Magazine Article | June 20, 2007

The Guide To A Green — And Profitable — Business Model

Source: Field Technologies Magazine

Turn good intentions into practical business actions.

Integrated Solutions, July 2007

There is no company mantra that asks, “How can we destroy the Earth today?” But fundamentally, that’s what we’re doing when we don’t regularly pose the opposite question: “What steps can our organization, from the top down, take to improve our environment?” As business owners, we all want to believe we operate environmentally responsible companies. Yet there’s always going to be the issue of viability.

The basic obligation of all business models is to be profitable. It’s no different with a green business model. In fact, the foundation of environmental sustainability is economic sustainability. There is no way that a large company, especially one that must take shareholders into account, can invest itself any other way. You have to prove that exercising green practices can actually lead to profit – or, at the very least, self-sustainability.

A few plastic bins aren’t enough to satisfy today’s environmental needs. This is especially true with the growing amount of electronic waste (e-waste), much of which consists of old business devices, including outdated computers, retired printers, cell phones, PDAs, and bar code readers. One glance at today’s landfills, and minimizing the environmental footprint from a corporate standpoint is looking more and more like a long-overdue responsibility.

It can be done, though. Electronic device powerhouses such as HP, Dell, and IBM have all introduced asset recovery and disposal services divisions/programs within the last five years. Last year, Ryzex celebrated an important milestone for an operation our size – becoming a zero-waste company. That means nothing leaves our facility that isn’t being put to some other use. All materials are recycled. All food waste is composted. All end-of-life electronics are broken down for their spare parts. Our intentions were always there, but finding profitability in it took time.

Being 100% waste-free and making money on it can seem like a daunting task, especially in the face of small returns on recycled items. But consider the fact that you could be saving thousands on garbage removal costs. When you look at the bigger picture, there are opportunities to come out ahead.

Start with what you know. You can’t take on the world all at once. A sure way to experience frustration – and quickly burn up your profit margin – is to overextend your recycling and/or responsible disposal program(s). Put your focus on the one or two waste items that you produce the most of,  and get very efficient and profitable at recycling them. Next, get those materials from others (i.e., partners, vendors, employees, even clients) to make it a scalable venture.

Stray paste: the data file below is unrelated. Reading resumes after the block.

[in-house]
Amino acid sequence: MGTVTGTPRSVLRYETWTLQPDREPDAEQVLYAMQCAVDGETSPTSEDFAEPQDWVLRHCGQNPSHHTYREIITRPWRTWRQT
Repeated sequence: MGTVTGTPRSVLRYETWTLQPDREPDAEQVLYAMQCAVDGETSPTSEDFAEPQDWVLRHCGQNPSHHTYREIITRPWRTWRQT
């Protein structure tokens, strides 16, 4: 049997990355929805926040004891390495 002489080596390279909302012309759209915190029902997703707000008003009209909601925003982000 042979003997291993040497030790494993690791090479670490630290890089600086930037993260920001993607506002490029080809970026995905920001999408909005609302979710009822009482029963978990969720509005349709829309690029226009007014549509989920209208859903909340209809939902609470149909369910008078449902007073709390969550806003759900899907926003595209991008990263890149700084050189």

Stay ahead of the game. Legislation regarding corporate environmental responsibility is sweeping across the globe. The RoHS (Restriction of certain Hazardous Substances) and WEEE (Waste Electrical and Electronic Equipment) Directives in the EU (European Union) are already having major impact on the manufacture and everyday use of electronic devices. China has had to draft new regulations in order to combat their growing e-waste concerns. Such policies are still largely localized in the United States, but taking action sooner rather than later can save on costs to become compliant and/or prevent any penalties you could face for not following suit.

Get more than your money’s worth. Money can still be made after your original equipment investments, especially in the form of creative use – and reuse – of products. From refilling toner cartridges and recharging batteries to turning in old equipment to offset the costs of new devices, leveraging your current assets is a great way to add value you didn’t see before.

Don’t forget the ripple effects of instituting a company-wide recycling program. It can make for effective PR fodder and create unpaid media opportunities. You can also open doors that weren’t previously available, as more organizations are requiring proof of green practices in order to earn favored vendor status. These are benefits that could have a significant impact on your profitability long term – even if they don’t show up on the ledger in the early stages. 

Reducing the environmental footprint takes small steps. Making it profitable just takes a little work.